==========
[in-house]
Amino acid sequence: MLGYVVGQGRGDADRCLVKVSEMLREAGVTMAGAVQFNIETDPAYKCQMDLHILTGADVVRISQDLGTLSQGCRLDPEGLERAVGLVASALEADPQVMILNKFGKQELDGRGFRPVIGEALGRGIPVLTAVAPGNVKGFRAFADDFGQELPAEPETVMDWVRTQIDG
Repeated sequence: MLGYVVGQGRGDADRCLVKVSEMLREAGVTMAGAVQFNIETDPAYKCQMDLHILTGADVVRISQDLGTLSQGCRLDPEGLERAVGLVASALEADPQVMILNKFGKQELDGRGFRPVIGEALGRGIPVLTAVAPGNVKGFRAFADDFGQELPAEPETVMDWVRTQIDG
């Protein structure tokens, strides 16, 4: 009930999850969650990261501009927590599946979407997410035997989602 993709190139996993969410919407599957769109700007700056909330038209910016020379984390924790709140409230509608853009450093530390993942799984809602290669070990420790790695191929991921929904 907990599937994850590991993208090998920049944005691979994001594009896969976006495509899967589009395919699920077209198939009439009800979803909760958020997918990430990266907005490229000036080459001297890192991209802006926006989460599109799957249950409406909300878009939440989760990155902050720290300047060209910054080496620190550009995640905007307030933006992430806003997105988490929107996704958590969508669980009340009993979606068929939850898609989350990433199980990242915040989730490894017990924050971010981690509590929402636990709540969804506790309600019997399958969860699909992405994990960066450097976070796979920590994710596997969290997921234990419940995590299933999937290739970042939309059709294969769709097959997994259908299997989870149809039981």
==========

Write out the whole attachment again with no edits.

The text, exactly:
[in-house]
Amino acid sequence: MLGYVVGQGRGDADRCLVKVSEMLREAGVTMAGAVQFNIETDPAYKCQMDLHILTGADVVRISQDLGTLSQGCRLDPEGLERAVGLVASALEADPQVMILNKFGKQELDGRGFRPVIGEALGRGIPVLTAVAPGNVKGFRAFADDFGQELPAEPETVMDWVRTQIDG
Repeated sequence: MLGYVVGQGRGDADRCLVKVSEMLREAGVTMAGAVQFNIETDPAYKCQMDLHILTGADVVRISQDLGTLSQGCRLDPEGLERAVGLVASALEADPQVMILNKFGKQELDGRGFRPVIGEALGRGIPVLTAVAPGNVKGFRAFADDFGQELPAEPETVMDWVRTQIDG
């Protein structure tokens, strides 16, 4: 009930999850969650990261501009927590599946979407997410035997989602 993709190139996993969410919407599957769109700007700056909330038209910016020379984390924790709140409230509608853009450093530390993942799984809602290669070990420790790695191929991921929904 907990599937994850590991993208090998920049944005691979994001594009896969976006495509899967589009395919699920077209198939009439009800979803909760958020997918990430990266907005490229000036080459001297890192991209802006926006989460599109799957249950409406909300878009939440989760990155902050720290300047060209910054080496620190550009995640905007307030933006992430806003997105988490929107996704958590969508669980009340009993979606068929939850898609989350990433199980990242915040989730490894017990924050971010981690509590929402636990709540969804506790309600019997399958969860699909992405994990960066450097976070796979920590994710596997969290997921234990419940995590299933999937290739970042939309059709294969769709097959997994259908299997989870149809039981």